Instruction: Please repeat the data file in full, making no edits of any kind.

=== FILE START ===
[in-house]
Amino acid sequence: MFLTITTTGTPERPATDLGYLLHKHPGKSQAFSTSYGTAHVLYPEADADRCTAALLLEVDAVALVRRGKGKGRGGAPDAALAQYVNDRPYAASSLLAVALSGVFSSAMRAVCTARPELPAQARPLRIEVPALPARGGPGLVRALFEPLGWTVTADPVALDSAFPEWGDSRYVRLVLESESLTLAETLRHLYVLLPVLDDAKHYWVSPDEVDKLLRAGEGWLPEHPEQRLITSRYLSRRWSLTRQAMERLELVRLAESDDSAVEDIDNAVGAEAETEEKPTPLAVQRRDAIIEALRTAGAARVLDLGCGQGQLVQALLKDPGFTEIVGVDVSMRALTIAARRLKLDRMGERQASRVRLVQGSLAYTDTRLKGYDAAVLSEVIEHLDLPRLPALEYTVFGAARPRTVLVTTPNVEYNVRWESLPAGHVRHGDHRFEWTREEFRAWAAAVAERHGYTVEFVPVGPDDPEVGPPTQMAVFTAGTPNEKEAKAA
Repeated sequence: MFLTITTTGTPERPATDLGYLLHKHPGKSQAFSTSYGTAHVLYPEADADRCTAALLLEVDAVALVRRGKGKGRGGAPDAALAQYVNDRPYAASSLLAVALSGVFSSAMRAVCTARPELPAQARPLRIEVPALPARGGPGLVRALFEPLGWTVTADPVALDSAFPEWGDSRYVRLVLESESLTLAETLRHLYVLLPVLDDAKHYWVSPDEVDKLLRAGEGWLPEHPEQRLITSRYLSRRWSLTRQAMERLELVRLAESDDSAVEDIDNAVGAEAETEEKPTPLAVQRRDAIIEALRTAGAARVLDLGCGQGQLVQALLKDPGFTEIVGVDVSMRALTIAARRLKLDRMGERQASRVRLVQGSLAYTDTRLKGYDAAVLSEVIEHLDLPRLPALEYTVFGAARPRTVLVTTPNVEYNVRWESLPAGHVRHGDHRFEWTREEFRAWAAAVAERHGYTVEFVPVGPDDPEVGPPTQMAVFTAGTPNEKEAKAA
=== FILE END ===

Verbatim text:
[in-house]
Amino acid sequence: MFLTITTTGTPERPATDLGYLLHKHPGKSQAFSTSYGTAHVLYPEADADRCTAALLLEVDAVALVRRGKGKGRGGAPDAALAQYVNDRPYAASSLLAVALSGVFSSAMRAVCTARPELPAQARPLRIEVPALPARGGPGLVRALFEPLGWTVTADPVALDSAFPEWGDSRYVRLVLESESLTLAETLRHLYVLLPVLDDAKHYWVSPDEVDKLLRAGEGWLPEHPEQRLITSRYLSRRWSLTRQAMERLELVRLAESDDSAVEDIDNAVGAEAETEEKPTPLAVQRRDAIIEALRTAGAARVLDLGCGQGQLVQALLKDPGFTEIVGVDVSMRALTIAARRLKLDRMGERQASRVRLVQGSLAYTDTRLKGYDAAVLSEVIEHLDLPRLPALEYTVFGAARPRTVLVTTPNVEYNVRWESLPAGHVRHGDHRFEWTREEFRAWAAAVAERHGYTVEFVPVGPDDPEVGPPTQMAVFTAGTPNEKEAKAA
Repeated sequence: MFLTITTTGTPERPATDLGYLLHKHPGKSQAFSTSYGTAHVLYPEADADRCTAALLLEVDAVALVRRGKGKGRGGAPDAALAQYVNDRPYAASSLLAVALSGVFSSAMRAVCTARPELPAQARPLRIEVPALPARGGPGLVRALFEPLGWTVTADPVALDSAFPEWGDSRYVRLVLESESLTLAETLRHLYVLLPVLDDAKHYWVSPDEVDKLLRAGEGWLPEHPEQRLITSRYLSRRWSLTRQAMERLELVRLAESDDSAVEDIDNAVGAEAETEEKPTPLAVQRRDAIIEALRTAGAARVLDLGCGQGQLVQALLKDPGFTEIVGVDVSMRALTIAARRLKLDRMGERQASRVRLVQGSLAYTDTRLKGYDAAVLSEVIEHLDLPRLPALEYTVFGAARPRTVLVTTPNVEYNVRWESLPAGHVRHGDHRFEWTREEFRAWAAAVAERHGYTVEFVPVGPDDPEVGPPTQMAVFTAGTPNEKEAKAA